Posts Tagged ‘Baseball playoffs’

With the importance of the World Series and the excitement of the league championship series (the Final Four of baseball), the division series often gets overlooked.  Sometimes it’s for good reason, but not always.  The division series marks the beginning of the baseball postseason and is about a month away.  It’s only a best-of-five series and many times is over in the minimum games.  But there is an excitement to the division series and is slowly developing its own history.  The World Series began in 1903.  The championship series began in 1969.  The division series is only 15 years old, having begun after the 1995 season (technically, it would have begun after the 1994 season if there hadn’t been a strike).  

Major League Baseball has just the right amount of playoffs.  There’s not too much like the NHL and NBA and there’s not too little like college football.  The NHL and NBA welcome 16 teams into its playoffs while college football only has one game to determine the national champion.  

Unfortunately, much of the division playoffs are over far too soon.  Eight teams make it to the major league playoffs; four from each league.  There’s the three division winners and one wild-card team.  The division winner with the most wins in each league plays the wild-card team, unless that team is in the same division as the team with the most wins.  In that case, the team with the most wins plays the division winner with the least wins.  

Since the division series began in 1995, there have been 60 series.  Of those 60, 25 (42%) of them have been sweeps.  Only 13 (22%) of the division series have gone to a deciding game 5.  This can be compared to baseball’s championship series, which was a best-of-five series until it was changed to best-of-seven in 1985.  From 1969 through 1984, 10 of 32 championships series (31%) went to a fifth game.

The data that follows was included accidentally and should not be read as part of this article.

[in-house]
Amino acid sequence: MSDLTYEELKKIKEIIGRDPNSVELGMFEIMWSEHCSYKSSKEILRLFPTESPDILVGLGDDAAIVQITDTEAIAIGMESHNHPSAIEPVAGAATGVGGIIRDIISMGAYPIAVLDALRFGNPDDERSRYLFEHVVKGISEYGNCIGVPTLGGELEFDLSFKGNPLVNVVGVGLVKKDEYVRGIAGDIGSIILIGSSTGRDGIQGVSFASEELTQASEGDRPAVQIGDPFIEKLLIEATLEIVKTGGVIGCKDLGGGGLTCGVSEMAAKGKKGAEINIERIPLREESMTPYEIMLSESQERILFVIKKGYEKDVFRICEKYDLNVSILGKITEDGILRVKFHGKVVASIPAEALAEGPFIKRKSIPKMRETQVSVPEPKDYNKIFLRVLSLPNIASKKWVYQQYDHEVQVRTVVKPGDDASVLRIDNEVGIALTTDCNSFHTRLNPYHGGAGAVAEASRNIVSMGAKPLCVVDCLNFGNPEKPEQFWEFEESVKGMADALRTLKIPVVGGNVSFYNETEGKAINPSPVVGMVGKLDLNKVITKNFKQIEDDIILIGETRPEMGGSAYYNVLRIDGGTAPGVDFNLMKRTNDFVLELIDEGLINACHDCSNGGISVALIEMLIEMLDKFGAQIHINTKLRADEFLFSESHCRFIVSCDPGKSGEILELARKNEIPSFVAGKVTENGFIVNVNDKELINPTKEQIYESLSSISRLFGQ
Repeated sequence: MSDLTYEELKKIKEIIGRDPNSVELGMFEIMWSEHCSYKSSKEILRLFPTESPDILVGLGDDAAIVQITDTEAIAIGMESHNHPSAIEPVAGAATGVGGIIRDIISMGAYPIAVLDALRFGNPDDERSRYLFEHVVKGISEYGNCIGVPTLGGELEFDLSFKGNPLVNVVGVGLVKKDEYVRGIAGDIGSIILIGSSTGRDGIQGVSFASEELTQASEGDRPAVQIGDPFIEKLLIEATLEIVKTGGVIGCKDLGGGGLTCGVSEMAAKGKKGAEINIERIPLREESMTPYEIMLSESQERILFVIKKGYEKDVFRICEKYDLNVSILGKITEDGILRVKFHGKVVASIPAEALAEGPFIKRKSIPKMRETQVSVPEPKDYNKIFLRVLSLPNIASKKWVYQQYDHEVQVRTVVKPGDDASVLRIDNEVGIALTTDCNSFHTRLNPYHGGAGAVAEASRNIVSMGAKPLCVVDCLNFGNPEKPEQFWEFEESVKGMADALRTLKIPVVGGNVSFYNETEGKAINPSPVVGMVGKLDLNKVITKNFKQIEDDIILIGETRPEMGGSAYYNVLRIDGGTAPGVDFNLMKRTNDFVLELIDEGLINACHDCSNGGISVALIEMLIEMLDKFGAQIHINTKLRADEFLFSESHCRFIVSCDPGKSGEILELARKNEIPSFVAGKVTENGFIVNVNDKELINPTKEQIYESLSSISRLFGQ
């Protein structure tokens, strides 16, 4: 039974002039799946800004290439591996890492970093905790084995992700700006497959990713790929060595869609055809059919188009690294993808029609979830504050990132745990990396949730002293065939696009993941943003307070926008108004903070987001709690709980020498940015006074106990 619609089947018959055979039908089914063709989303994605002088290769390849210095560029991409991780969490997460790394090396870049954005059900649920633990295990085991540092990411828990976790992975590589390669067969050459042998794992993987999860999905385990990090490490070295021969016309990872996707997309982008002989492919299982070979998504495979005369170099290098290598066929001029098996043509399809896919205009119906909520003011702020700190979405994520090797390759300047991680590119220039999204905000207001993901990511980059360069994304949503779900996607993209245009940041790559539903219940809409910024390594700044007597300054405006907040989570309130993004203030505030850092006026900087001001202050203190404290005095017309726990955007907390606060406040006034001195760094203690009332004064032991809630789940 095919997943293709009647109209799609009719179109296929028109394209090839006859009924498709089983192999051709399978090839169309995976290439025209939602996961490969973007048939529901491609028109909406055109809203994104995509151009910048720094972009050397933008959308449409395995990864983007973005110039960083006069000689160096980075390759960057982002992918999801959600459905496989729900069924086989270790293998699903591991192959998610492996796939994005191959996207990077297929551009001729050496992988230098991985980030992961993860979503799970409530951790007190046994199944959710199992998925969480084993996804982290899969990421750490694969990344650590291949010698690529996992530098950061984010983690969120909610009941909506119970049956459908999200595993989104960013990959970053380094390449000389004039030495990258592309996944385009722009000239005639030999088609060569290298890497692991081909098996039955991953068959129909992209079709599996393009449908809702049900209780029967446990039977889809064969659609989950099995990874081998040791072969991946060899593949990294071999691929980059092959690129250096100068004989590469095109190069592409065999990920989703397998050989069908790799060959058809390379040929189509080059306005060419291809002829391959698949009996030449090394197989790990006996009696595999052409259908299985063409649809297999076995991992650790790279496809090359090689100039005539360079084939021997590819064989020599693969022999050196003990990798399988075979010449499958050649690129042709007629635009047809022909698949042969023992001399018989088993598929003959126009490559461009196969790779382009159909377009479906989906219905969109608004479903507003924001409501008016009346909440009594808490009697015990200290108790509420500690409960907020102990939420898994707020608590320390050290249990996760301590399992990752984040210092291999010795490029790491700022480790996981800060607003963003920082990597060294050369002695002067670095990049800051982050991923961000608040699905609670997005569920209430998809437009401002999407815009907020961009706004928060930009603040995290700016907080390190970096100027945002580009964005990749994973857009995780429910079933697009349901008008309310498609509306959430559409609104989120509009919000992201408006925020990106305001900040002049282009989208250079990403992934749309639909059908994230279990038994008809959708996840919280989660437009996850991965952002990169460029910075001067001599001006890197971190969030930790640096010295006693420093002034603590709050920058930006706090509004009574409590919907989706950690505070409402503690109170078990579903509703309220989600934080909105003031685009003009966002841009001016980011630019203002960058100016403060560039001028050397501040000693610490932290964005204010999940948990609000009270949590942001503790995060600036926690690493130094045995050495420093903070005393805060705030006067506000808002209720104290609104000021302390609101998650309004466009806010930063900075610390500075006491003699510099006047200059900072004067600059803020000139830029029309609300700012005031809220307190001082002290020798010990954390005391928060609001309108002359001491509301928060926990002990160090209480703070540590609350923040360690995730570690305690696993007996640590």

Thanks to Jeremy Giambi's inability to slide into home plate on a close play, the A's managed to drop the fifth game of the ALDS four seasons in a row.


There is a lack of excitement in the first round of playoffs.  Is it because the best teams are just that good?  The team with the best record in its league has a 20-10 series record in the first round.  Among those 20 wins, the top team in each league hold a 57-6 record.  In the 10 series losses, the top team’s record is 13-33.  When the favorite team wins the division series, it does so quickly most of the time.  Yes, there are upsets, but the seeding in the playoffs seems to fit well.  

When the division series begins in early October, I’ll be hoping for as many five-game series as possible (minus the Twins).  Never has all four division series in a year gone five games.  In 2001, three series went to a deciding game 5.  That was the only time three series went that far.  Two series in each 2002 and 2003 went five games, but those were the only years more than one series went beyond four games.  

If it’s excitement baseball fans are looking for in the division series, a big thanks needs to go out to the Oakland A’s.  For four straight years (2000-2003) the A’s took their respective division series to the fifth game … and lost every one of them.  In 2001 and 2003, Oakland won the first two games and then dropped three straight. 

Although the Braves played in the division series every year from 1995 through 2005, they didn’t make things all that interesting.  Only three times did Atlanta take the series to five games and they lost all three times from 2002 through 2004.  From 1995 through 1999, the Braves dominated the division series with five series wins and a 15-2 record.  Beginning in 2000, it all fell apart for Atlanta as it would win only one series in the next six years and compile a 10-15 record.